Also in town, was Daniel Birnbaum, curator for the 2009 Venice Biennale and Jack Lane, former director of SFMOMA and the Dallas Museum of Art. On this night it was announced for the first time that Lane will become the president and chief executive of the New Art Trust, a collection that is shared among the London’s Tate Modern, NYMOMA and SFMOMA.
|There were plenty of locals there, too: the art celebrity and patron Pearl Lam, who founded the cutting-edge Contrasts gallery; David Chan of Shanghai Gallery of Art (Three on the Bund); venture capitalist Eric Li and his wife Yi Jing; Erik and Michelle Bethel; and Daphne Palmer, the Kramlichs' niece who just accepted a job with Pace Gallery in New York after studying Mandarin in Beijing last year.
Other locals in attendance were Arthur Solway, who last summer opened the Shanghai branch of New York’s James Cohan Gallery; Chinese classical painting expert Eric Wear with his wife, former Goldman Sachs exec Chuk-Kwan Ting; Los Angeles-bred Allison Gorsuch, daughter of Wendy Stark, who is a gallery associate at Contrasts.
|The next day I tagged along with the tour group to experience a full day of art.
We started out with a 30-minute drive to the outskirts of the city and a stop at the textile-factory-turned-studio of artist Zhang Huan and his more than 100 assistants.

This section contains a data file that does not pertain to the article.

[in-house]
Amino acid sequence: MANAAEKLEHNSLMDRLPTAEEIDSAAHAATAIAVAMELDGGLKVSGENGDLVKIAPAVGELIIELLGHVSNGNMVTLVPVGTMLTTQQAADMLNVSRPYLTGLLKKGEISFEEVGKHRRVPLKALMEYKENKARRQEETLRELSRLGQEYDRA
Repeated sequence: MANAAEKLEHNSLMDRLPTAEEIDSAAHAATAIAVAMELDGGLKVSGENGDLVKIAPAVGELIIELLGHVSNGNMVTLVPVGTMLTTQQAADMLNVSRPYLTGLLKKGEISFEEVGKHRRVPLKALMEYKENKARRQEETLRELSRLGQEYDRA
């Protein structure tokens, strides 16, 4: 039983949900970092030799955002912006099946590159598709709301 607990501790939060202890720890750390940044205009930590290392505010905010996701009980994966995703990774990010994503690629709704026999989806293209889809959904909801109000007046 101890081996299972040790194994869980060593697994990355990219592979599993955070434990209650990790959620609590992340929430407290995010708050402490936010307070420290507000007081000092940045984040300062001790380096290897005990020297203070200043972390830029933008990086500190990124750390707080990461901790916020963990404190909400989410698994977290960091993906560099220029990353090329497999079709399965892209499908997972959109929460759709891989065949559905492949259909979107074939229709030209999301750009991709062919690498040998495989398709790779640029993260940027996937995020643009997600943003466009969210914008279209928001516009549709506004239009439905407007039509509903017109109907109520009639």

Part of the Beijing’s “East Village” community of performance artists, Huan has shifted his practice from photographically documented performances to paintings and sculptures made with ash collected from Buddhist temples.
|Next it was back to the city to visit Shanghai’s Red Town on West Huai Hai, a former steel factory and one of the growing number of "art districts." After witnessing the success of the 798 Art District in Beijing, the Chinese government is now encouraging such creative zones.
Here we visited collector Albert Dou's Red Bridge Gallery, one of the first contemporary galleries to open here two years ago. My Landscape, a solo exhibition of paintings by Liu Wei, was on view.
|Clockwise from top left: Shanghai Sculpture Space; Art exhibitions, art classes and design studios; Red Stone Foundation’s collection.|
|Across the lawn, we visited the Red Stone Foundation’s collection and the Shanghai Sculpture Space, which features some of the top Chinese artists.
With so much art filling our heads, we needed a break—and lunch. We headed to the center of the city and the famed, art deco Jin Jiang Hotel complex, a historical site. Here in 1972 the first joint Shanghai Communiqué was finalized by President Richard M. Nixon, Chairman Mao Zedong, Premier Zhou Enlai, and Dr. Henry Kissinger.